Take a look at the parts produced by laser thermal conduction welding, and you will find that these problems have disappeared. This has indeed driven people's growing interest in laser welding, especially in environments that require a lot of rework.
Using the same laser source and beam delivery system, the beam density and focus position can be controlled to use the second technique for welding. Deep penetration welding or keyhole welding uses a focus position of approximately 0; that is, the focus is located on or near the surface of the material, resulting in a high energy density on the workpiece. Although the coupling efficiency is relatively low in heat conduction welding, in keyhole welding, both solid and carbon monoxide are quite high
Laser source; the coupling efficiency is 10% and 15%, respectively.
This process heats the workpiece to a temperature higher than the temperature at which steam is generated, and forms a steam capillary tube by the ablation pressure of the outflowing metal vapor, thereby forming "small holes", hence the name of the process. The power density is 105 to 106 W/cm2, and the penetration depth depends on the formation of the keyhole.
This welding technology can provide a higher welding speed, a narrow heat-affected zone and a considerable weld penetration. Due to low energy transfer and large penetration depth, deep penetration welding is more suitable for thick materials or when the weld is face-to-face or face-to-face welding. The ideal seam preparation method is side-to-side butt joints, although the keyhole process is usually well suited for various joint constructions.
In order to choose between thermal conduction welding and deep penetration welding, the application pushes the choice. Although it can be said that thermal welding looks better, the simple fact is that deep penetration welding is usually cheaper, mainly due to its high welding speed. In other words, you can still benefit from the speed and low energy transfer of deep penetration welding, while still getting the aesthetic and consistent rounding that is unique to thermal welding. Simply place the beam at a higher focal point to cross the seam that has been buttonhole welded.
Lasers continue to solve more and more manufacturing issues, and process variables such as beam diameter and manipulation continue to have a meaningful impact. From cutting and welding to adding or removing material layers, advancements in laser technology will surely be a key factor in the success of the fourth industrial revolution.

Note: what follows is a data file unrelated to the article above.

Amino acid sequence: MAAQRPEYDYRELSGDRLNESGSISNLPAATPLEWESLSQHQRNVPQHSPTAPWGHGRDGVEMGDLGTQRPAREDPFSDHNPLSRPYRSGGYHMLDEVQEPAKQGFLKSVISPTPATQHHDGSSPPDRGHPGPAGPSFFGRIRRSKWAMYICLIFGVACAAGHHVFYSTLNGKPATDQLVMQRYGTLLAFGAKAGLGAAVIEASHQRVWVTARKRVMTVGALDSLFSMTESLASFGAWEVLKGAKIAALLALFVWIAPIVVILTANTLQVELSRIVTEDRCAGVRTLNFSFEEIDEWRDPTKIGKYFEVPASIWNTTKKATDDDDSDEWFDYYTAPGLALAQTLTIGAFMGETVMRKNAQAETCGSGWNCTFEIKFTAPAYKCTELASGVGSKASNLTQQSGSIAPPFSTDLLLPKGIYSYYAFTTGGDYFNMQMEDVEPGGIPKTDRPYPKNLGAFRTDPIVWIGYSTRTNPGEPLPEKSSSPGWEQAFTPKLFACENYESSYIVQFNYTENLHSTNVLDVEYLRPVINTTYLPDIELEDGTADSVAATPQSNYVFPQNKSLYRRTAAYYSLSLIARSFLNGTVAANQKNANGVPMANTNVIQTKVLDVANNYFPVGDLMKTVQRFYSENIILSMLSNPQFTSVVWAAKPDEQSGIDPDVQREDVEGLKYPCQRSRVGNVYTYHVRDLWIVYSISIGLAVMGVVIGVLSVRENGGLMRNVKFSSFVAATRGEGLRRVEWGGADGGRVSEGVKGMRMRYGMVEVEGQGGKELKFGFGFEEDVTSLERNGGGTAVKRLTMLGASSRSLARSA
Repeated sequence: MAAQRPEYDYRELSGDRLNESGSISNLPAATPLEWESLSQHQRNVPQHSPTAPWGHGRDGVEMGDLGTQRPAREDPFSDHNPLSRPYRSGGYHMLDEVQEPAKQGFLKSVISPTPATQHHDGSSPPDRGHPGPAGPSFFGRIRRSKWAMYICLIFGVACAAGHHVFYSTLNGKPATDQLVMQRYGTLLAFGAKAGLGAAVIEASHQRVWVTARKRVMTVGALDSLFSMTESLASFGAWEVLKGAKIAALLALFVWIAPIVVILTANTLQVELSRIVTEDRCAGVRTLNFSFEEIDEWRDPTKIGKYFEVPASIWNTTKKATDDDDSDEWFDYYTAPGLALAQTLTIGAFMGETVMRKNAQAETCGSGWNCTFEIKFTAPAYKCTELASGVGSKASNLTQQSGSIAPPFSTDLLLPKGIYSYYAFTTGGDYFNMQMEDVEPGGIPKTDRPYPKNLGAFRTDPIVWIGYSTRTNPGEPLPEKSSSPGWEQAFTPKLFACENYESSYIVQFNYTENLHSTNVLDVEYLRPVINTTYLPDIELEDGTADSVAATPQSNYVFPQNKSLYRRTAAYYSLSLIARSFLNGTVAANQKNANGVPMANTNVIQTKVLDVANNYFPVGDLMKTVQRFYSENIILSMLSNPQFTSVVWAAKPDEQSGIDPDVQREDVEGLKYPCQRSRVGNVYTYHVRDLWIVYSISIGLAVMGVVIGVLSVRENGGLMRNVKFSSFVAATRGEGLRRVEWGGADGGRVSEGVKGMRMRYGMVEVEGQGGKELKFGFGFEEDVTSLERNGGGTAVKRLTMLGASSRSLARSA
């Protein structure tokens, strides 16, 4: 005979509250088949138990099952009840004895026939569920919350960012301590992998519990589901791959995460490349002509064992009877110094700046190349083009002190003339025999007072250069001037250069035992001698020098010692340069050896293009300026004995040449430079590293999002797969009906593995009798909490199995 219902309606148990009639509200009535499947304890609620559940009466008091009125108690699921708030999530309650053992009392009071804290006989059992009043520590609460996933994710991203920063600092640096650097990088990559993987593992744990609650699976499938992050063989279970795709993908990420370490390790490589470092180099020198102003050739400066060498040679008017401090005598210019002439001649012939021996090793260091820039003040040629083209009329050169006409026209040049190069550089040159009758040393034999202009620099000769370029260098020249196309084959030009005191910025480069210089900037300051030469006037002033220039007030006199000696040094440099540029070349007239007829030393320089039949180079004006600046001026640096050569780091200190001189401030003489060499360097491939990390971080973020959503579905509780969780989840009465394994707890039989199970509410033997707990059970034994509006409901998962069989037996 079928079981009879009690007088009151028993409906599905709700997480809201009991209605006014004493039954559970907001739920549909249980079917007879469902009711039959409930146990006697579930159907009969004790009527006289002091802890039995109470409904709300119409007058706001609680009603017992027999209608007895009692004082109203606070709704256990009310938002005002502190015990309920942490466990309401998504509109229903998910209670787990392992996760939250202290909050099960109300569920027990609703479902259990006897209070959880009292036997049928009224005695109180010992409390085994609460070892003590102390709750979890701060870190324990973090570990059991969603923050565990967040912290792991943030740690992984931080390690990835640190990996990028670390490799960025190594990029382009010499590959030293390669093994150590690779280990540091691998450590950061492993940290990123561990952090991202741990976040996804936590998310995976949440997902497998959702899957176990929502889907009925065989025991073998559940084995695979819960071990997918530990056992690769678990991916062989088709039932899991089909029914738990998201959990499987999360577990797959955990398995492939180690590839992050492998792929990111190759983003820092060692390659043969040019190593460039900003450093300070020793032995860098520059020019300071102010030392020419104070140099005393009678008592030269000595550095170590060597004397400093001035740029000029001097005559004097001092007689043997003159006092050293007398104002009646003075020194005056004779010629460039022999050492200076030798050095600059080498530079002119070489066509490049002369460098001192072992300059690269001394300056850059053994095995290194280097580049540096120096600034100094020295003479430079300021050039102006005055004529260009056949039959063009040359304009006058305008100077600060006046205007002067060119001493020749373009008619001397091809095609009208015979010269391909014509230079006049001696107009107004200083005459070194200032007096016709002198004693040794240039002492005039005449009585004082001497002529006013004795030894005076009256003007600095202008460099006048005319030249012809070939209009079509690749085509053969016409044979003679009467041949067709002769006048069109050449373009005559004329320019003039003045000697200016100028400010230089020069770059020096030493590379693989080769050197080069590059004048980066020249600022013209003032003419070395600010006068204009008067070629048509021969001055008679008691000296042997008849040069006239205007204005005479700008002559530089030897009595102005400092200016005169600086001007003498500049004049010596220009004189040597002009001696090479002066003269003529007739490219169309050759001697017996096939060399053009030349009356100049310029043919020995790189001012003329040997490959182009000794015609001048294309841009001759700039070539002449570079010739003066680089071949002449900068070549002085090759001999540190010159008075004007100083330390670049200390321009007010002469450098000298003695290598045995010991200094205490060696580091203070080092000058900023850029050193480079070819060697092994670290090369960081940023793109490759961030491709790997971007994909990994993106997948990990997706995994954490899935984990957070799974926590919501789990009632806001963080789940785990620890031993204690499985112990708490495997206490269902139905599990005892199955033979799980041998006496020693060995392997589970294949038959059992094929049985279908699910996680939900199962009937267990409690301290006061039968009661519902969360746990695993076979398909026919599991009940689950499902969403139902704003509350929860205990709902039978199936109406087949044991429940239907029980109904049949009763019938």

The latest technology has given us a great understanding of the potential of lasers in metal manufacturing and other areas. Consider ultra-short pulse duration lasers. To give an idea of scale, light travels at a speed of 186,000 miles per second. In one second, light can travel 7.5 times around the earth. In picoseconds, light only travels 300μm! If the absorption time of the processed material is less than the interaction time between electrons and phonons, cold ablation will occur. The metal will not be heated or melted, but will completely decompose.
Cold ablation can be used for metals and various other materials, including glass. In most cases, glass is processed through a scratch and break process, in which force scratches the material on the scratch line, or uses an ultraviolet (UV) laser for surface ablation.
The beam diameter can be controlled to some extent by moving the position of the focusing lens.
Why use ultraviolet lasers? It is related to absorption. Under normal conditions, transparent materials will not absorb infrared photons (~1μm). Those of us who are trying to cut transparent materials or coatings on disks or fiber lasers know this. This is why glass processors use UV lasers, but they can also use another method: non-linear light absorption by lasers with ultra-short pulse durations.
Similarly, under linear absorption conditions, transparent materials will not absorb photons. But in nonlinear light absorption, several photons will be absorbed at the same time, thus combining their energy and allowing IR (such as disk or fiber) to complete the work of the UV laser.
This is achieved by reaching those ultra-short pulse durations. They combine energy with ablation, not through heat treatment but through the direct decomposition of the material. This kind of cold ablation allows more precise processing of the material. This process, combined with optics that produce a slender beam profile, allows the laser to achieve extremely high cutting speeds in transparent materials.
The diameter of the transmission fiber determines the range of beam diameter.